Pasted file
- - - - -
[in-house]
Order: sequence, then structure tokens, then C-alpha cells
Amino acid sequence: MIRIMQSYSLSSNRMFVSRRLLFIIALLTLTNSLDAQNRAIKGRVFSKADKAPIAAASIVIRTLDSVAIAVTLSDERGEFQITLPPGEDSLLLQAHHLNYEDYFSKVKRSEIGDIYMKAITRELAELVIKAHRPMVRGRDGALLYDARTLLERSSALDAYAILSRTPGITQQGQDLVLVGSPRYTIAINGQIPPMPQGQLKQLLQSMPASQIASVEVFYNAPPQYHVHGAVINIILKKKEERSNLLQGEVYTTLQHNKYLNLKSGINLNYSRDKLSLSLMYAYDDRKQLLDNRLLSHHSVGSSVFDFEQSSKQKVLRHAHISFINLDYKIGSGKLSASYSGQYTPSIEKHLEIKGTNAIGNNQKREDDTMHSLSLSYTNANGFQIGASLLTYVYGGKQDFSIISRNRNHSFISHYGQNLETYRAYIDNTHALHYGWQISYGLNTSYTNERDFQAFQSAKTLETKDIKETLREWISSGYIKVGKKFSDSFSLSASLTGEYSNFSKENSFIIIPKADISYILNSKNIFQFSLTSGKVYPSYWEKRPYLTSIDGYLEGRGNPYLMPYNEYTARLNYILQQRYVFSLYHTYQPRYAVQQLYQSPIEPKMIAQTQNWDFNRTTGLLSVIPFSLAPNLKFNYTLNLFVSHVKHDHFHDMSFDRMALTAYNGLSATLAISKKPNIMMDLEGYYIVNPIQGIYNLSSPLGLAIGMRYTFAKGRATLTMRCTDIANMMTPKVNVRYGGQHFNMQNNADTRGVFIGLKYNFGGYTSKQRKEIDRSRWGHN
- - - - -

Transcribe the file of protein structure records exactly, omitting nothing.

[in-house]
Order: sequence, then structure tokens, then C-alpha cells
Amino acid sequence: MIRIMQSYSLSSNRMFVSRRLLFIIALLTLTNSLDAQNRAIKGRVFSKADKAPIAAASIVIRTLDSVAIAVTLSDERGEFQITLPPGEDSLLLQAHHLNYEDYFSKVKRSEIGDIYMKAITRELAELVIKAHRPMVRGRDGALLYDARTLLERSSALDAYAILSRTPGITQQGQDLVLVGSPRYTIAINGQIPPMPQGQLKQLLQSMPASQIASVEVFYNAPPQYHVHGAVINIILKKKEERSNLLQGEVYTTLQHNKYLNLKSGINLNYSRDKLSLSLMYAYDDRKQLLDNRLLSHHSVGSSVFDFEQSSKQKVLRHAHISFINLDYKIGSGKLSASYSGQYTPSIEKHLEIKGTNAIGNNQKREDDTMHSLSLSYTNANGFQIGASLLTYVYGGKQDFSIISRNRNHSFISHYGQNLETYRAYIDNTHALHYGWQISYGLNTSYTNERDFQAFQSAKTLETKDIKETLREWISSGYIKVGKKFSDSFSLSASLTGEYSNFSKENSFIIIPKADISYILNSKNIFQFSLTSGKVYPSYWEKRPYLTSIDGYLEGRGNPYLMPYNEYTARLNYILQQRYVFSLYHTYQPRYAVQQLYQSPIEPKMIAQTQNWDFNRTTGLLSVIPFSLAPNLKFNYTLNLFVSHVKHDHFHDMSFDRMALTAYNGLSATLAISKKPNIMMDLEGYYIVNPIQGIYNLSSPLGLAIGMRYTFAKGRATLTMRCTDIANMMTPKVNVRYGGQHFNMQNNADTRGVFIGLKYNFGGYTSKQRKEIDRSRWGHN